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  1. #1
    Indicus Guest

    Default Route 66 and Highway 1

    I will be relocating to San Jose from Dallas this month (around new year). I would like to drive via I-40 (Route 66) and Highway 1 - Coastal highway.

    I have 4 days and a 38,000 mile Mustang GT (good shape with brand new tires). I will be travelling alone, need tips on how to avoid icy roads (Weather forecast report - I -40 has icy condition in Dec/January) need tips on
    a) Checklist for the car.
    b) Places to visit/places to avoid in Route 66

  2. #2
    Indicus Guest

    Default Route 66 and Highway 1

    I will be relocating to San Jose from Dallas this month (around new year). I would like to drive via I-40 (Route 66) and Highway 1 - Coastal highway.

    I have 4 days and a 38,000 mile Mustang GT (good shape with brand new tires). I will be travelling alone, need tips on how to avoid icy roads (Weather forecast report - I -40 has icy condition in Dec/January) need tips on
    a) Checklist for the car.
    b) Places to visit/places to avoid in Route 66

  3. #3
    Guest

    Default Some winter weather driving tips.

    With respect to your query about icy roads: I have a 1996 TransAm that used to be my daily driver (hence the handle TimboTA - my daily driver is much more sedate now, though I still have the musclecar). I drove that thing in all kinds of weather, including ice, snow, rain, sleet, slush, etc. With good tires, it's not too bad, but only do it if you absolutely cannot avoid it. I was fortunate that my car had traction control, though the engine usually overwhelms that. I've spent many an icy night driving home from work sideways, sometimes actually very relaxed, other times white knuckled. It builds character. It builds a desire to live in Hawaii.

    I'm thinking that you don't have to much experience with the winter weather conditions mentioned (though if I'm wrong, 10 lashes with a wet noodle for me!). So, first, try to get as much weight over the rear axle as possible. Equip yourself with some form of traction aid. Kitty litter actually works well if you find yourself stuck on the side of a road. Most highway departments are good about maintaining the drivability of major Interstate routes, though I have read I-40, in areas, is not this way. Give yourself plenty of time and just as important, plenty of space between your car and the one in front of you. No sudden moves, keep it smooth. If the car torques to one side, just off the throttle and gently countersteer, into the slide.

    This, of course, if the conditions are bad. To search for weather, Weather.com is very useful. You'll be able to look ahead up to ten days. Also, try http://www.roadtripamerica.com/links/conditions.htm - yes, there's a place right on this site!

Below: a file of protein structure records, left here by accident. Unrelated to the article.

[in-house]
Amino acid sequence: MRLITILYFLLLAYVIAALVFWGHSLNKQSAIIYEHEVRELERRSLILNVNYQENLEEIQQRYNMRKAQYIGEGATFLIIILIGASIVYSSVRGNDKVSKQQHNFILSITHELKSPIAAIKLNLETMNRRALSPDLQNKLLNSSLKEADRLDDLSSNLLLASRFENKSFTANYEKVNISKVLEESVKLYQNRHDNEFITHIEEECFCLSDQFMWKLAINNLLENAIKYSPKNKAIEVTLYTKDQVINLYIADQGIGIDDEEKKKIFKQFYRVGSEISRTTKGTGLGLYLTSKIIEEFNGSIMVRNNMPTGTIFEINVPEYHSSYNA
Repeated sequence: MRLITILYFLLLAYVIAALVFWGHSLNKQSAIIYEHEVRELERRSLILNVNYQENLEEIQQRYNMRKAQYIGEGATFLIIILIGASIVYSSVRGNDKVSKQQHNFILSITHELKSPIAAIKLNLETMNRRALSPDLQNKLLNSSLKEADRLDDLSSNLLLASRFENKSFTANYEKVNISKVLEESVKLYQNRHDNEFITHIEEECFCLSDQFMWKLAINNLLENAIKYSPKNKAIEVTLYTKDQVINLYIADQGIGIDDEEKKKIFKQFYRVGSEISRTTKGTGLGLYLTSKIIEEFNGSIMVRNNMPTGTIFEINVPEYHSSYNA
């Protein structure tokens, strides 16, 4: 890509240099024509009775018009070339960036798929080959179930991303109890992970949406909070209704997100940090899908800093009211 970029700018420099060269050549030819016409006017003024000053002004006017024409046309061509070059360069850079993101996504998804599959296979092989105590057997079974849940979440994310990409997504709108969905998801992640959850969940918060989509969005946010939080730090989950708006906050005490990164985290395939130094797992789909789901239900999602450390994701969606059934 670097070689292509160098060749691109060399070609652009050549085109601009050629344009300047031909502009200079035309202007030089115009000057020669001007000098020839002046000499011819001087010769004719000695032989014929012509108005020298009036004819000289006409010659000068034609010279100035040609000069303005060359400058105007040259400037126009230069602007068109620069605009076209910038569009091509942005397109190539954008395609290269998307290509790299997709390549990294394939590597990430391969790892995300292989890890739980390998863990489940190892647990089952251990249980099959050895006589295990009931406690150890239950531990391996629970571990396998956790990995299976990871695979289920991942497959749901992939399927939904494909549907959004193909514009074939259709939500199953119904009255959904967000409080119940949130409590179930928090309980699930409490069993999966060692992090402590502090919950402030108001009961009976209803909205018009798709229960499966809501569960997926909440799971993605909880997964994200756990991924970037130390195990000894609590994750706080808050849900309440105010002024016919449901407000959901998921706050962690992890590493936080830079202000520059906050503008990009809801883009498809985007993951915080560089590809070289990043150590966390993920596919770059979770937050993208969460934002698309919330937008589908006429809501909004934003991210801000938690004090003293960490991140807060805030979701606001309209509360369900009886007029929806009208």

My biggest problem with ice and snow is that people get injured or worse because of it, and it eventually melts and evaporates, leaving no evidence of the cause of the accident, like a ghost. You'll have a scar or something and someone will ask "What caused that?" and you point to a puddle - it just seems wrong.

    HTH with your decision on what route to take.

  4. #4
    Guest

    Default Ice in California? What's ice?

    I can't comment too much on I-40/Route 66, but I was just there and I don't think they get a whole lot of snow or ice along the western side. I could be wrong, I would still check weather reports. Stop at Amboy Crater and Mitchell Caverns along the way, they were pretty interesting if you don't mind a little walking. The section of Route 66 I traveled on is a little rougher than the 40, so it's a little slower too. But it crisscrosses the 40 in a lot of places, so you can hop on and off frequently

    Route 1 up to San Jose, if you see snow/ice, you're probably lost. I don't know if it's ever gotten below freezing along the coast in California. There is a lot of rain though. And just to warn you, route 1 is very long and winding in central california, expect an average speed of 30 mph, even less if it's raining or get stuck behind a large vehicle. If you get tired of driving it, cut over to the 101, more interesting than the 5, faster than the 1. And if it's nightime, there's not much to see along highway 1 anyway.

  5. #5
    Guest

    Default Ice and Snow? You betcha!

    I-40 across N. AZ is frequently the scene of snow and ice. Depending on the severity of any particular storm, it can be centered locally on Williams and Flagstaff, or it can stretch from the NM border all the way across almost to Kingman. Just for perspective, Flagstaff AZ has often been (historically) the first location in the USA to GET snow during the year. So they are no stranger to it, although at this point in time we are in the midst of a multi-year drought.

    That said, Timbo gave the best advice for driving in those conditions (so I'll repeat it) -- be prepared equipment-wise, and "Give yourself plenty of time and just as important, plenty of space between your car and the one in front of you. No sudden moves, keep it smooth. If the car torques to one side, just off the throttle and gently countersteer, into the slide." (as far as countersteering, just remember to steer in the direction you want the vehicle to go. This is the SAME THING, but it is easier to remember for some.)

    I remember the only time I "suffered" a slide off a snowy, icy road. I was in the mountains of Oregon in my Dad's 68 Firebird, 350 V8 and a 4-barrrel carb. This is significant information (INSTANT throttle response, gobs of power). I was on my way from US30 (north of Portland) to the town of Vernonia to visit a school chum -- and the farther I got into the hills, the twistier, narrower (and icier) the road got. Later the tow truck operator expressed AMAZEMENT that I had gotten so far up the road before I lost it. But I KNEW that I had to be VERY smooth. My downfall was an uncontrollable sneeze. The sneeze caused me to hit my foot against the accelerator, and that V8 ripped loose! Just long enough to get things "swinging." It was like a slow ballet after that point, with me as a passenger. We finally just slid slowly into the ditch (about 12 feet deep and filled to the top with snow). Just TRY to use kitty litter on THAT! :) I was lucky that a local happened by and realized how much in trouble I was (I was far from any help), and gave me a ride back down the hill. To the end of his life, my Dad enjoyed this story almost more than any other, when it came to my adventures.